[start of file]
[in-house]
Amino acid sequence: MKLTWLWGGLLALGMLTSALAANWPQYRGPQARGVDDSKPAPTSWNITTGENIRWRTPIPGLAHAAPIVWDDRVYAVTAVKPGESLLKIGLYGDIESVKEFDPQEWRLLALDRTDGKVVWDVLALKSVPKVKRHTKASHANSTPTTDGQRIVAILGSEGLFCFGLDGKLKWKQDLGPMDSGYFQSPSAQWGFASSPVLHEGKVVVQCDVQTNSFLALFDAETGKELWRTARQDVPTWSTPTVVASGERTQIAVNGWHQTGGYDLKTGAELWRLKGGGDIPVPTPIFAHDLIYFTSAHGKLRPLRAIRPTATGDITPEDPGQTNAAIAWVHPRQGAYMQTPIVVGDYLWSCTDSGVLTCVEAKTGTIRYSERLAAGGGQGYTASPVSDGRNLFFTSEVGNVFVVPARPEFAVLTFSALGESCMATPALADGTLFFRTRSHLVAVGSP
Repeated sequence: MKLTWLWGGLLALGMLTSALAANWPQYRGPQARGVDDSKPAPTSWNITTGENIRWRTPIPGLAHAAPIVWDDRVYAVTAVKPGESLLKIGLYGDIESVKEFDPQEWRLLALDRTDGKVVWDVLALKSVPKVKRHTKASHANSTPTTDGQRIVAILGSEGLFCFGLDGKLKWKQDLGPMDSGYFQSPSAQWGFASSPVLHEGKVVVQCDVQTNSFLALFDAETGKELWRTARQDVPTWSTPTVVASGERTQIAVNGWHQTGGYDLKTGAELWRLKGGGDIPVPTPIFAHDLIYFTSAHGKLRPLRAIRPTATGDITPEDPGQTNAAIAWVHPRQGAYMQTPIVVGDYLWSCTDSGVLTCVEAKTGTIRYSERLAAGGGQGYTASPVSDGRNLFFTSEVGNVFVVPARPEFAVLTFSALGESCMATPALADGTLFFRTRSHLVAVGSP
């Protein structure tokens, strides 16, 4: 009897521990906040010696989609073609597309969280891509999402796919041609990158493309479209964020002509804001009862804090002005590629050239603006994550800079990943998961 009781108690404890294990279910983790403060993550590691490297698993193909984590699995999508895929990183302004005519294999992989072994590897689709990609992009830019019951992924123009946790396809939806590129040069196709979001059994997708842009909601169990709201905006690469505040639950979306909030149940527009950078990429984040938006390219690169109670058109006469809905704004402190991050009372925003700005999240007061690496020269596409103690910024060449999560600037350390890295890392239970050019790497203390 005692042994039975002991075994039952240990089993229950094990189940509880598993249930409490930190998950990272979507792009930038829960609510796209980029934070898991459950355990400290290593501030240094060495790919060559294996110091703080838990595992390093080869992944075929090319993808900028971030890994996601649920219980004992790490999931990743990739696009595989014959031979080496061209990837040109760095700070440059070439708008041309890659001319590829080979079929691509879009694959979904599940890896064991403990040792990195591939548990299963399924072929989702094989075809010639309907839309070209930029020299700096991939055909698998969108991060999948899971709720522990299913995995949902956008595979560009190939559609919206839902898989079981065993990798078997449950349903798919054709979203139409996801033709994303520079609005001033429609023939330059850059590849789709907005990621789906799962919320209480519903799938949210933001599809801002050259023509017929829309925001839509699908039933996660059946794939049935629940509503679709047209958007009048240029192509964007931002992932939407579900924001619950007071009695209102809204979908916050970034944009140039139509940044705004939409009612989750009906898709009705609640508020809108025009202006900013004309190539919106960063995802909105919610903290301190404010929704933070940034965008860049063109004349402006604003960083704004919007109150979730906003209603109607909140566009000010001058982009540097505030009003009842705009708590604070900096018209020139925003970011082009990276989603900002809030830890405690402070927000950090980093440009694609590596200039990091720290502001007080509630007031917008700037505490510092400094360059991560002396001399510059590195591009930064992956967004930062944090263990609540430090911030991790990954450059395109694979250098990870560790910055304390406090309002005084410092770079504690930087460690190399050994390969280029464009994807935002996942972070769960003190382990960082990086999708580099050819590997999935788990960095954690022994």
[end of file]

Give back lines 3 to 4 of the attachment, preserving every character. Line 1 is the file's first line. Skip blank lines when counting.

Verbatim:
Repeated sequence: MKLTWLWGGLLALGMLTSALAANWPQYRGPQARGVDDSKPAPTSWNITTGENIRWRTPIPGLAHAAPIVWDDRVYAVTAVKPGESLLKIGLYGDIESVKEFDPQEWRLLALDRTDGKVVWDVLALKSVPKVKRHTKASHANSTPTTDGQRIVAILGSEGLFCFGLDGKLKWKQDLGPMDSGYFQSPSAQWGFASSPVLHEGKVVVQCDVQTNSFLALFDAETGKELWRTARQDVPTWSTPTVVASGERTQIAVNGWHQTGGYDLKTGAELWRLKGGGDIPVPTPIFAHDLIYFTSAHGKLRPLRAIRPTATGDITPEDPGQTNAAIAWVHPRQGAYMQTPIVVGDYLWSCTDSGVLTCVEAKTGTIRYSERLAAGGGQGYTASPVSDGRNLFFTSEVGNVFVVPARPEFAVLTFSALGESCMATPALADGTLFFRTRSHLVAVGSP
């Protein structure tokens, strides 16, 4: 009897521990906040010696989609073609597309969280891509999402796919041609990158493309479209964020002509804001009862804090002005590629050239603006994550800079990943998961 009781108690404890294990279910983790403060993550590691490297698993193909984590699995999508895929990183302004005519294999992989072994590897689709990609992009830019019951992924123009946790396809939806590129040069196709979001059994997708842009909601169990709201905006690469505040639950979306909030149940527009950078990429984040938006390219690169109670058109006469809905704004402190991050009372925003700005999240007061690496020269596409103690910024060449999560600037350390890295890392239970050019790497203390 005692042994039975002991075994039952240990089993229950094990189940509880598993249930409490930190998950990272979507792009930038829960609510796209980029934070898991459950355990400290290593501030240094060495790919060559294996110091703080838990595992390093080869992944075929090319993808900028971030890994996601649920219980004992790490999931990743990739696009595989014959031979080496061209990837040109760095700070440059070439708008041309890659001319590829080979079929691509879009694959979904599940890896064991403990040792990195591939548990299963399924072929989702094989075809010639309907839309070209930029020299700096991939055909698998969108991060999948899971709720522990299913995995949902956008595979560009190939559609919206839902898989079981065993990798078997449950349903798919054709979203139409996801033709994303520079609005001033429609023939330059850059590849789709907005990621789906799962919320209480519903799938949210933001599809801002050259023509017929829309925001839509699908039933996660059946794939049935629940509503679709047209958007009048240029192509964007931002992932939407579900924001619950007071009695209102809204979908916050970034944009140039139509940044705004939409009612989750009906898709009705609640508020809108025009202006900013004309190539919106960063995802909105919610903290301190404010929704933070940034965008860049063109004349402006604003960083704004919007109150979730906003209603109607909140566009000010001058982009540097505030009003009842705009708590604070900096018209020139925003970011082009990276989603900002809030830890405690402070927000950090980093440009694609590596200039990091720290502001007080509630007031917008700037505490510092400094360059991560002396001399510059590195591009930064992956967004930062944090263990609540430090911030991790990954450059395109694979250098990870560790910055304390406090309002005084410092770079504690930087460690190399050994390969280029464009994807935002996942972070769960003190382990960082990086999708580099050819590997999935788990960095954690022994």